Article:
We’ve had our well-documented feuds with the Marsalis clan and we would like to, at last, bury the hatchet. Although our visions differ on some points, we, at Nextbop, believe the Marsalis classicist philosophy to be an integral and important part of the jazz community’s current discourse. We are all just trying to do what we think is best for the music and, in all honesty, a little swing never hurt anyone. On this note, trombonist Delfeayo Marsalis, at the helm of a knockout quartet featuring bassist Reginald Veal, drummer Ralph Peterson, and pianist and patriarch, Ellis Marsalis recently dropped his first ever live album entitled Kalamazoo.
Kalamazoo, out now via Marsalis’ own Troubadour Jass Records, documents a single performance, recorded in the midst of a seven-day tour supporting Marsalis’ The Last Southern Gentlemen. “Live recordings are important because they truly capture the essence of who you are as a person and how you play as a musician,” Marsalis says. “Different artists create their definitive live recordings at different points in their career. For example, my brother Branford was 31 when he recorded Bloomington. Wynton was 42 when he was finally captured on Live at the House of Tribes. This is my equivalent to those recordings; it gives the listener a true understanding of who I am, how my shows are structured.”
The bulk of the album consists of well-known standards called off the cuff, including such favorites as “My Funny Valentine,” “Autumn Leaves,” and “It Don’t Mean a Thing.” Marsalis’ sultry, swaying “The Secret Love Affair” is reprised from The Last Southern Gentlemen, while the show closes, appropriately enough, with “Do You Know What It Means to Miss New Orleans,” an ode to the city with which the Marsalis clan is synonymous.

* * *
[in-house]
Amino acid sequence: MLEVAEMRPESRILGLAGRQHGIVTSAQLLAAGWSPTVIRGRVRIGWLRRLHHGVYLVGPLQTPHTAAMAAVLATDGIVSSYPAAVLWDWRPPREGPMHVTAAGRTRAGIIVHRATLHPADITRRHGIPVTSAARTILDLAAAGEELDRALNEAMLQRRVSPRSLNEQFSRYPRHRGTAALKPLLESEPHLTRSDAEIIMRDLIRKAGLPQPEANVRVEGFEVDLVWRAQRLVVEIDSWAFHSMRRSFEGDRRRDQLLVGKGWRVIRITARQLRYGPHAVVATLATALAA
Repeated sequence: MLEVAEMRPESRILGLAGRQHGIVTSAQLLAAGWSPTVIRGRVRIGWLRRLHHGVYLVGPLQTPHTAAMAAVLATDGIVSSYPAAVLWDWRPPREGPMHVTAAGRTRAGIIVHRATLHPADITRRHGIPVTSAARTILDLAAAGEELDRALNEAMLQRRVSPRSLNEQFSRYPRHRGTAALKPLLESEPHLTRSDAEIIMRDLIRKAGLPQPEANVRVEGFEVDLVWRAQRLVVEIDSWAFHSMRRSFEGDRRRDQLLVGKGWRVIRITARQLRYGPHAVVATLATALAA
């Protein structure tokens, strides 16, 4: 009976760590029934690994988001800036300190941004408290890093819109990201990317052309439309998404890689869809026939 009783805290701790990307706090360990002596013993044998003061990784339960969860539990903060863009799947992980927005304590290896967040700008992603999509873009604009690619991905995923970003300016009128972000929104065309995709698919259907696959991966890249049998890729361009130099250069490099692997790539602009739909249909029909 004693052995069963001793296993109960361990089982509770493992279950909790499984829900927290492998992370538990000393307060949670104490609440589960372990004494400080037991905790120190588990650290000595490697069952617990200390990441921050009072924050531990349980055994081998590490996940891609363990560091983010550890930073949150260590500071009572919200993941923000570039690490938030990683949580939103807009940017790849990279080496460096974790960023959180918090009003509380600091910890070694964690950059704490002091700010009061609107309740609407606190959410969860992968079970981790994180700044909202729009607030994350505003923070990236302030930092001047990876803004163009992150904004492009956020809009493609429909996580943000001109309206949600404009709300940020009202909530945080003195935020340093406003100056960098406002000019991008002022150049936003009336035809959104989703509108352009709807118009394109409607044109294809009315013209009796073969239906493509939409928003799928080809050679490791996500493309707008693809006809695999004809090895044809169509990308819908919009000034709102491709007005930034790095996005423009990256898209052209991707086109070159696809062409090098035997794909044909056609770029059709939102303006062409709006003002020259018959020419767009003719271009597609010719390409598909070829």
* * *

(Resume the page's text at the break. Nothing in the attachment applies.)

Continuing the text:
“In the jazz world these days, there’s a lot of attention being paid to more introverted ways of playing,” Marsalis explains. “We need more leaders like Count Basie or Louis Armstrong. Not that we have to imitate those older styles, but we have to provide the foundations of entertainment and swing in jazz performance. That, to me, is the importance of this album: it’s inside, it’s in the pocket, it’s soulful, and you can feel the audience engagement. Yes, I think we have an obligation to represent the entire history of American music whenever possible because, one, we’ve studied it and two, it allows the younger musicians the opportunity to play more avant-garde. Someone has to hold down the fort!”
Check out the lead single “If I Were a Bell” below and cop the album if it’s your cup of tea. We need to support each and every single member of our community even if we don’t always get along.
“I guess it’s been about fifteen years. Every time I’m standing up in a group of people, they look at me and say ‘So how you and your brother getting along?’ And I say ‘Do you have a brother? Or do you have sisters?’ They say ‘Yeah’. I say ‘How y’all getting along?’ And they say ‘Ah yeah.. Ok…’ Cain and Abel.” – Wynton Marsalis